Thursday, April 19, 2018

I have to admit that I am really looking forward to seeing Amid Amidi's biography of Ward Kimball released by publisher Antibookclub. It is now scheduled for some time in 2019 apparently.

Wednesday, April 11, 2018

I just noticed that The Art of Incredibles 2 can now be pre-ordered on Amazon.

Tuesday, April 10, 2018

I was helping a friend with some Disney history research this weekend and stumbled upon this great WWII poster.

As David Lesjak explains in his seminal book Service with Character:

[In 1941, United China Relief, an organization was formed to aid the people of China, set a goal to raise five million dollars in donations. The Sino-Japanese War, which had started in 1937, caused untold misery for hundreds-of-thousands Chinese citizens who suffered under the yoke of Japanese occupation. The main purpose of United China Relief was to raise money to help ease the suffering of the displaced and sick, as well as aide wounded Chinese servicemen and guerilla forces fighting in the country’s northwest region.]

Thursday, April 05, 2018

A few stunning items in this upcoming auction, including an extremely rare concept painting by Mary Blair for Susie, the Little Blue Coupe (page 10 of the catalog).

One mistake in the captions: the drawing on page 40 by Ken Anderson is not from The Jungle Book but was created for the abandoned project Scruffy.

You can download the catalog here

Tuesday, April 03, 2018

Interesting auction coming up at Van Eaton Galleries.

Monday, April 02, 2018


This just in thanks to Garry Apgar and Robert Neuman:

[Canteen Muralized

New York’s successful Stage Door Canteen has set off echoes in cities from coast to coast. The latest is the Hollywood Canteen, in which glittering motion picture stars administer to the recreational needs of servicemen stationed in the vicinity.
To brighten the Canteen, the sponsors called in the Screen Cartoonist’s Guild, which in turn assigned Elmer Plummer and Mary Blair, shown above, to design and supervise the painting of a mural. The Guildmen worked nights and in five working periods turned out a bright, gay pictorialization of a cowboy’s dream of heaven. Beer, blondes, cards, gold dust, horses (some starry-eyed from inhalations of schnapps), and blowzy red-nosed semi-angels lend gaiety and sparkle to the walls.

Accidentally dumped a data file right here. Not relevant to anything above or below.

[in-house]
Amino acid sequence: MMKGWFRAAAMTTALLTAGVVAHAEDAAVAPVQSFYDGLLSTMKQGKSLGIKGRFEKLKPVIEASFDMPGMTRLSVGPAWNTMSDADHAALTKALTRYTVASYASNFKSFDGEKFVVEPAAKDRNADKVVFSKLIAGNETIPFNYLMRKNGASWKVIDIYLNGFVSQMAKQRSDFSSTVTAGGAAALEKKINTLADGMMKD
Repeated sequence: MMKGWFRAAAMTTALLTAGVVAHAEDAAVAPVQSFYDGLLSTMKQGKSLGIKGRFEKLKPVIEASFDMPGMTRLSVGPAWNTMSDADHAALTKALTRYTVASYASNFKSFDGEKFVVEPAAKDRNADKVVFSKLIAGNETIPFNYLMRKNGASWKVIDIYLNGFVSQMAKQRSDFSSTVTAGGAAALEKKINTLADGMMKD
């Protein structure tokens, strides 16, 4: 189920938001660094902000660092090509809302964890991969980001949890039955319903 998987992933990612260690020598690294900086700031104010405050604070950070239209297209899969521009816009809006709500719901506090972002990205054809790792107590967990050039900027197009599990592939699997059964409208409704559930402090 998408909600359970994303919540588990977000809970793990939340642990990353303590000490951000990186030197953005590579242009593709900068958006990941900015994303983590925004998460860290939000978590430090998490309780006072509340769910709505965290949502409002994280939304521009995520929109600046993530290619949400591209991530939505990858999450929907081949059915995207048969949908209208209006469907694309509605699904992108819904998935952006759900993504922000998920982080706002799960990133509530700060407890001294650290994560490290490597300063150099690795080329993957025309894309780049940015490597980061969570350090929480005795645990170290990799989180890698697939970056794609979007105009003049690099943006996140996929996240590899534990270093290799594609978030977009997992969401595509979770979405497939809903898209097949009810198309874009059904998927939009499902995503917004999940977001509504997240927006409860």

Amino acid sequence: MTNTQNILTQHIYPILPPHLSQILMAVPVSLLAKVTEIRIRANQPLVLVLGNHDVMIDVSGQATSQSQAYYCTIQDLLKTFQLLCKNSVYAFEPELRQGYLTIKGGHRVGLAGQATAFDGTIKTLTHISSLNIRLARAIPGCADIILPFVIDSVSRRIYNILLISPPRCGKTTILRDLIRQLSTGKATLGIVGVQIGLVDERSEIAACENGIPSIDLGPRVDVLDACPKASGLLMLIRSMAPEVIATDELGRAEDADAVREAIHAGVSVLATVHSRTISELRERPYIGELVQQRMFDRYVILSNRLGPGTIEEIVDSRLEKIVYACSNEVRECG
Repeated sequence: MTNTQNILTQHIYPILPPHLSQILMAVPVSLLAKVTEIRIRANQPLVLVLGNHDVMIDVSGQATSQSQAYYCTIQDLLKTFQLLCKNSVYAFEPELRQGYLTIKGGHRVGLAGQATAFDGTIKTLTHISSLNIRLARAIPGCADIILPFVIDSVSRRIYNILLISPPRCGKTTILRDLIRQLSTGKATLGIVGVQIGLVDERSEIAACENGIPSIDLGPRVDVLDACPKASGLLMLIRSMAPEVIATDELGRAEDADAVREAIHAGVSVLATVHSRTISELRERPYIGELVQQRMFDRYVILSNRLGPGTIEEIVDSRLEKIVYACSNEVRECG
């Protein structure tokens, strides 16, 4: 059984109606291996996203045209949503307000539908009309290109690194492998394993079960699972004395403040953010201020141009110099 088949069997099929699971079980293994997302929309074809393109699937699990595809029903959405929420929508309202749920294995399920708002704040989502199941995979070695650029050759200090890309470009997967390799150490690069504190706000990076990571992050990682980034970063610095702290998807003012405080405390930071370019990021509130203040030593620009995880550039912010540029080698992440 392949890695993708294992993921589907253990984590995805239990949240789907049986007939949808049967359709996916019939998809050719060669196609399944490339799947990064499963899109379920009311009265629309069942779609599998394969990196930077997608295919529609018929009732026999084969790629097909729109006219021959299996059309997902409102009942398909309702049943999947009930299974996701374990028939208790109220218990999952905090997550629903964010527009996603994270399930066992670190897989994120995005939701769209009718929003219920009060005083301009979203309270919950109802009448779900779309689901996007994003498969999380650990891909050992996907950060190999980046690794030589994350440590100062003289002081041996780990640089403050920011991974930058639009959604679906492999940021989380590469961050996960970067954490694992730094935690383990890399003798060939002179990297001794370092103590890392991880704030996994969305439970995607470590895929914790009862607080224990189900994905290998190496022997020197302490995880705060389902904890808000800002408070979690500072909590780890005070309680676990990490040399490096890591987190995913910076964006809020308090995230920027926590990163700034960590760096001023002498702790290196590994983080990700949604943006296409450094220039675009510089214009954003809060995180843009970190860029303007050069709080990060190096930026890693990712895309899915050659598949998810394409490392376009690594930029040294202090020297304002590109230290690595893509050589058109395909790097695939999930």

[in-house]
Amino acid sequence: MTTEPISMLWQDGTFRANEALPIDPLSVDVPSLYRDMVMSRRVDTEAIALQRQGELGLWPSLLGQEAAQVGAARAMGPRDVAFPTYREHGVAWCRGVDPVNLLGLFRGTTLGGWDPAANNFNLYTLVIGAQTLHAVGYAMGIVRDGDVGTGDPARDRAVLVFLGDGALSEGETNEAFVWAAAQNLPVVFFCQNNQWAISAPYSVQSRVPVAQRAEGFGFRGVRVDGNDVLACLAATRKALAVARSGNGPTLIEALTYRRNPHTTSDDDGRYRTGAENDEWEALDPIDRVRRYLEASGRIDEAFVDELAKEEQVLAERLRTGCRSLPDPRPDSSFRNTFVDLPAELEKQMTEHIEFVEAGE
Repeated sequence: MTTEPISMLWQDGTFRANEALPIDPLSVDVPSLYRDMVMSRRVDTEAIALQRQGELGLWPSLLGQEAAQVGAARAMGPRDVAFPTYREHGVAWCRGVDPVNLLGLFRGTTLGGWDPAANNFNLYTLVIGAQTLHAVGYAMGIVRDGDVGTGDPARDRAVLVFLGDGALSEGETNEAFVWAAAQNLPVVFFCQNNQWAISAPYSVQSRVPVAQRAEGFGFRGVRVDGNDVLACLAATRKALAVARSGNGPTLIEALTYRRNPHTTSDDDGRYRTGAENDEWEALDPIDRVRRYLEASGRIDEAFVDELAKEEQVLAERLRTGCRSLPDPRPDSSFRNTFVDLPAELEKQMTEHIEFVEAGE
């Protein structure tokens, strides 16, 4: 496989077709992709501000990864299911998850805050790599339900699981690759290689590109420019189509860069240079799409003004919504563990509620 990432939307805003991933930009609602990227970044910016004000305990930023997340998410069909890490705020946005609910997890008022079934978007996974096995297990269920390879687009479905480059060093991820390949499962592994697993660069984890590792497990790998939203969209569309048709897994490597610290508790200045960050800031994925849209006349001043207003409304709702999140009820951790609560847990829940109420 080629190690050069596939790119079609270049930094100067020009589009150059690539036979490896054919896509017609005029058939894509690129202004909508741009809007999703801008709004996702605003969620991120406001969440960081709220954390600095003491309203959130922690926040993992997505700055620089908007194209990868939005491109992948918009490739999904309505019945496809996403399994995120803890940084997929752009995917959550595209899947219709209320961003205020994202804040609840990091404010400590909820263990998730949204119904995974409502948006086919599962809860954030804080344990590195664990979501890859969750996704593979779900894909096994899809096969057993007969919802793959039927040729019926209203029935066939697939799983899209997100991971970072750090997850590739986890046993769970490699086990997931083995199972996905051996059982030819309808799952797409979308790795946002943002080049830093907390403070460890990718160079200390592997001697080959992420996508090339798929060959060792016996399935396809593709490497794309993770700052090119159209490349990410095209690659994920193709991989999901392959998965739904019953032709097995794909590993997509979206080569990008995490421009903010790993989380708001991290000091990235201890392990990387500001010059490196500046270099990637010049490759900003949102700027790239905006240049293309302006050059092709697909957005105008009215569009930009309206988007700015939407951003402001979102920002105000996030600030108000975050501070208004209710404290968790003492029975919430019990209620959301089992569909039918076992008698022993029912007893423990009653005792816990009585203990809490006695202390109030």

Calcimine color, Plummer reports, “was used to get the most brilliant effect. For instance, the skin tones varied from magentas to greens on the characters; cloud colors ran true to fantasy, etc. Plenty wild, eh?” In a postscript to the DIGEST Plummer added, “Oh yes and we also had to add clothes to our plump nudes (old stuff).”
The artists, besides their work as screen cartoonists with the Disney studios, are serious painters, their work appearing in major museum exhibitions throughout the country. Assisting in the execution of the four-paneled, 336-square-foot mural, were Lee Blair, Marc Davis, Earl Murphy, Retta Scott and Virginia Plummer.

The Art Digest, June 1, 1942, p. 18. ]

Friday, March 30, 2018

 As Disney historians, we are always trying to put faces on names. Here are three Disney story artists from the 1930s for whom I finally managed to find photos. At the top is Lew Landsman who worked for Disney then for Warner.

Below, the photographer is Peter O'Crotty, who also worked for Disney and then Warner before the war.

Finally, at the bottom is Dick Creedon, a prominent Disney writer in the 1930s.